Talk about a sense of 'entitlement'.I've been a mobile dpeoleevr for a lot longer than Apple has been in this game and it's not like there isn't a precedent for this. Native apps have been competing against J2ME apps on both Symbian and Blackberry for years. Often I can't even tell for sure which is which and I know most users won't.There will be apps which make more sense to go native: ultimate performance, access to the newest apis etc. Native will always rule in these cases.But for certain classes of application, which don't need the performance, or the APIs which Adobe haven't yet made available to actionscript - these could be more quickly, cheaply, safely, and dare I say more creatively developed in a managed environment like Flash. If a user can't tell what tech was used to create an app then who cares? I don't think Apple will.They still have their stranglehold on the marketplace. Everything goes through their app store. 30% of a Flash app is the same as 30% of something built in xcode.Apple doesn't need to worry about the volume of apps hitting the store, that's more dpeoleevrs paying more cash to join the program. They can just hire more reviewers. Users needn't fear the rubbish - the design of the store ensures that the cream rises to the top.The best iPhone devs have an amazing future ahead - creating the best cutting-edge experiences with the best mobile tech on the market.Everyone else, who are currently milking their corralled herd of premium customers better watch out. The walls are coming down.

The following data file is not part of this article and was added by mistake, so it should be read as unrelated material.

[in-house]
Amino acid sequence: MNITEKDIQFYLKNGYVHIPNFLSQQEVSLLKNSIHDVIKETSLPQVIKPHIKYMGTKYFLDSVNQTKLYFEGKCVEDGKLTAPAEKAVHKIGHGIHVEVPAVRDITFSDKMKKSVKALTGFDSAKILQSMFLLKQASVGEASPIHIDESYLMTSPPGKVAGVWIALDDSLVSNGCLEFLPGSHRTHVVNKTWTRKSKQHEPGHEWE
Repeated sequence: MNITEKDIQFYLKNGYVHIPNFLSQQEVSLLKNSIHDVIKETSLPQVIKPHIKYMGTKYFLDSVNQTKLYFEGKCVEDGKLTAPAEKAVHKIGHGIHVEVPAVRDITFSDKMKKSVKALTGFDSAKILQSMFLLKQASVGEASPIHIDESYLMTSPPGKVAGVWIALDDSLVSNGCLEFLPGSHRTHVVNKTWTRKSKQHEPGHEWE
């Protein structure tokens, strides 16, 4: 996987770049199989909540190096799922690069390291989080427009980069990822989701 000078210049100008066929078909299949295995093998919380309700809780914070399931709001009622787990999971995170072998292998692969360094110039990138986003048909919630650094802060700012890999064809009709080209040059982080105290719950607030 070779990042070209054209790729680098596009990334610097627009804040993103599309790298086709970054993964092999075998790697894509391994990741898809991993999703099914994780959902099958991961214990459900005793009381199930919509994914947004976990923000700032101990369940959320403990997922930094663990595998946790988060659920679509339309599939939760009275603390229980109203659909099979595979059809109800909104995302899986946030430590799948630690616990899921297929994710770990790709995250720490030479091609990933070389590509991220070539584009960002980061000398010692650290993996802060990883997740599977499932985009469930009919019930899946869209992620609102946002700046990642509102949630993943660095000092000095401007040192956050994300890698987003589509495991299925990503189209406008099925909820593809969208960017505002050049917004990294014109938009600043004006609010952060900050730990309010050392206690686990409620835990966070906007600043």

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Last-modified: 2015-12-25 (金) 04:46:45 (760d)